UPDATE: Our auditor went blind while working on UI accounts, Bursar tells Reps
The Bursar of the University of Ibadan, Michael Alatise, on Thursday told the House of Representatives Committee on Public Accounts chaired by Rep. Oluwole Oke, that the University could not submit its audited accounts to the Auditor-General of the Federation over the years as the external Auditor working on the Institution’s accounts went blind and died while preparing the audited accounts leaving the job uncompleted.
This was just as the lawmakers discovered that the said blind external Auditor was still being paid retainership by the University as recent as last year.
The panel upon hearing this expressed shock, saying that the Bursar was taking the House, and by extension, the country for a ride, just as it ordered a full investigation into the University’s activities.
The committee members were initially bemused, but later frowned at the excuse saying that they assumed the University was dealing with a firm and not an individual.
According to the lawmakers, that the principal partner of the Audit firm was struck with blindness should not truncate the process as there were other staff in the organisation.
The Chairman of the Committee, Hon Oke, who looked worried by the revaluation said, “that somebody went blind does not mean that the firm will go into extinction. It can’t. And sincerely speaking, it is not palatable that from 2014 to date, the University of Ibadan does not have an account with the Auditor-General. No! You won’t get money in the next budgetary allocation.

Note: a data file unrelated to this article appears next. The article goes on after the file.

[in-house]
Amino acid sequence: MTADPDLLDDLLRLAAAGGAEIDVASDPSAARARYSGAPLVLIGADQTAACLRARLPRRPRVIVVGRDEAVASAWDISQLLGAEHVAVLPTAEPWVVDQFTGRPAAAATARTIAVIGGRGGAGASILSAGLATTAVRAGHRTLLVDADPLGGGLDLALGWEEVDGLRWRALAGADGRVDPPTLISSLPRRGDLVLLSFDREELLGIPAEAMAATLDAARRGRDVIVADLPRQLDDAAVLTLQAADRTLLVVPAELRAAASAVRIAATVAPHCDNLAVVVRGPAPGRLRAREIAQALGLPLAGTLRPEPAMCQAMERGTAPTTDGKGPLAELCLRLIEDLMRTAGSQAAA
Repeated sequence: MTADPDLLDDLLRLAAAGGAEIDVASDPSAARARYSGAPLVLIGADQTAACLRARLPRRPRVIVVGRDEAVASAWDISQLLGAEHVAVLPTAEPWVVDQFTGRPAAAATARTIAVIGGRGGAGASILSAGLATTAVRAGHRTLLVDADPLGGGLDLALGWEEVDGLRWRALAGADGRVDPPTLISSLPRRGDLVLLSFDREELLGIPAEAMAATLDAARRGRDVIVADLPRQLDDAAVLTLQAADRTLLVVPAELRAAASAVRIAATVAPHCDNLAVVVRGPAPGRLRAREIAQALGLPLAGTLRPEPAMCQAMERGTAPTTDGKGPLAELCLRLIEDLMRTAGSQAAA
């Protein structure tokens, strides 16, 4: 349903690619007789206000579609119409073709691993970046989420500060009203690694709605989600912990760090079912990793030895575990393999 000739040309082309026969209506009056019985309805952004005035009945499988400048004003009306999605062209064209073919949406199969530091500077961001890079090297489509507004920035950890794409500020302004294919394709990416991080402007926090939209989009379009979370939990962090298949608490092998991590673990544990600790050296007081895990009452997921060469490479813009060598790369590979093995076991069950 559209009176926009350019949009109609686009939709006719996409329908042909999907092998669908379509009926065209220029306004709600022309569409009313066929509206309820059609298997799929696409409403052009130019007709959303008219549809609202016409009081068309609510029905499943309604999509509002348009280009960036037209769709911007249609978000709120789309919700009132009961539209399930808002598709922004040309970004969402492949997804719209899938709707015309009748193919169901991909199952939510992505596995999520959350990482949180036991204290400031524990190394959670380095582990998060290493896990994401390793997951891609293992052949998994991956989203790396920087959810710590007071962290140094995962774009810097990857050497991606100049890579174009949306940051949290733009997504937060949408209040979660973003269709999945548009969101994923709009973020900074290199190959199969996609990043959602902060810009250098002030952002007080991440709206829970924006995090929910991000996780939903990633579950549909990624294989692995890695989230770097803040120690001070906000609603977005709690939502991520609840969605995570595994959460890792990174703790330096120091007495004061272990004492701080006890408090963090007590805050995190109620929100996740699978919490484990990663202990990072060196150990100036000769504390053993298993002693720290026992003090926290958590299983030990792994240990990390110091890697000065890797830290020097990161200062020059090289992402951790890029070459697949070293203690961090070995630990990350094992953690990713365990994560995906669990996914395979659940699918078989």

Another member of the committee noted that “If for any reason you renew, it is one-year renewal. This university cannot be talking about 2014 of issues that have been there since 2009. The man’s tenure had expired in 2008 and if for any reason you had to renew for him, it also expired in 2009.
“So, if the man went blind in 2008 and then, you renewed for him in 2009, and then the firm had issues and you still renewed for him in 2010, and till 2020 you are still renewing for a man who was blind in 2008. I think we should not be taken for a joke.”
But Alatise said the auditor’s tenure expired in 2010, “so we had a new auditor. It was the new external auditor that was having problems; he had to go to his (old auditor) house several times because there were some static figures that needed to be cleared.
“The document came to the audit committee of council several times, so it delayed the work of the current auditor.”
The following conversation ensued between the Chairman of the Committee and the Bursar:
Oke: “The new auditor, I hope he has not gone blind?”
Bursar: “Actually, they are on their last account, which is 2015. We are about to engage another audit firm next week, 13th of this month, the auditor “actually completed the 2009/2010 account. But then, the newly engaged auditor had problems with the account. They wanted to interact with him, that was where the lacuna came in.”
Chairman: “You have an audited account signed and ratified in place, why did you need a blind man to take over from there? Besides, you are not dealing with him as a person, you are dealing with a firm. So, he has a partner, he has workers.
“And for UI to engage such a firm, okay, let it conduct a KYC, (Know Your Customer). Let us know who the firm is. Let us investigate the firm. Let us know the partners and workers in that firm.”
Alatise said: “Candidly speaking, we are on a hot seat. I wish that the bursary team would watch this video live. As a bursar, I have been worried about accounts.”
Consequently, the Committee stepped the enquiry down and opted for a full investigation of the finances of the university.